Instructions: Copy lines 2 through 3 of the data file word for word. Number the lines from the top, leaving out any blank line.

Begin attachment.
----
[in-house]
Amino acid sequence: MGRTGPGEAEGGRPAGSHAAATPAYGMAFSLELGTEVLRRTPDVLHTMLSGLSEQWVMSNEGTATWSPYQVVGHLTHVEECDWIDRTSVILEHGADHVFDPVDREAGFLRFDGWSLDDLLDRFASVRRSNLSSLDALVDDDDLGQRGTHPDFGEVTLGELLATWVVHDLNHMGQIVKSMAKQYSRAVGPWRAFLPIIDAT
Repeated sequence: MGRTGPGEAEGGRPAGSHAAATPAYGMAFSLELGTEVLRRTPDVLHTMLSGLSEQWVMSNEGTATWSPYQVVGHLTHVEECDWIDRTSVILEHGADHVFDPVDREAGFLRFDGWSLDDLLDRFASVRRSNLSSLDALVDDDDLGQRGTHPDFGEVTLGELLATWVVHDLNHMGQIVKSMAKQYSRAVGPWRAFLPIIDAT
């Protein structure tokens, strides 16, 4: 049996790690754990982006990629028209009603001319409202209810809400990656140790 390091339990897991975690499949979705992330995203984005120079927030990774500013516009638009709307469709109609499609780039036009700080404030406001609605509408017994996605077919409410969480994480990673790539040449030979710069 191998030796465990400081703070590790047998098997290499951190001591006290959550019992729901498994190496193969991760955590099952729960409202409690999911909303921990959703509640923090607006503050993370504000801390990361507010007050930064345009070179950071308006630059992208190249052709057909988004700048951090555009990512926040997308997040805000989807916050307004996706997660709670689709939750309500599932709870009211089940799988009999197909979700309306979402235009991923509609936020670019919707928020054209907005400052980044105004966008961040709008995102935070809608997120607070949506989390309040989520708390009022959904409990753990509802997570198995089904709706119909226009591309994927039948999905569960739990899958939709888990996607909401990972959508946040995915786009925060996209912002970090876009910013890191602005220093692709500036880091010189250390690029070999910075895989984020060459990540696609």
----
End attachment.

Amino acid sequence: MGRTGPGEAEGGRPAGSHAAATPAYGMAFSLELGTEVLRRTPDVLHTMLSGLSEQWVMSNEGTATWSPYQVVGHLTHVEECDWIDRTSVILEHGADHVFDPVDREAGFLRFDGWSLDDLLDRFASVRRSNLSSLDALVDDDDLGQRGTHPDFGEVTLGELLATWVVHDLNHMGQIVKSMAKQYSRAVGPWRAFLPIIDAT
Repeated sequence: MGRTGPGEAEGGRPAGSHAAATPAYGMAFSLELGTEVLRRTPDVLHTMLSGLSEQWVMSNEGTATWSPYQVVGHLTHVEECDWIDRTSVILEHGADHVFDPVDREAGFLRFDGWSLDDLLDRFASVRRSNLSSLDALVDDDDLGQRGTHPDFGEVTLGELLATWVVHDLNHMGQIVKSMAKQYSRAVGPWRAFLPIIDAT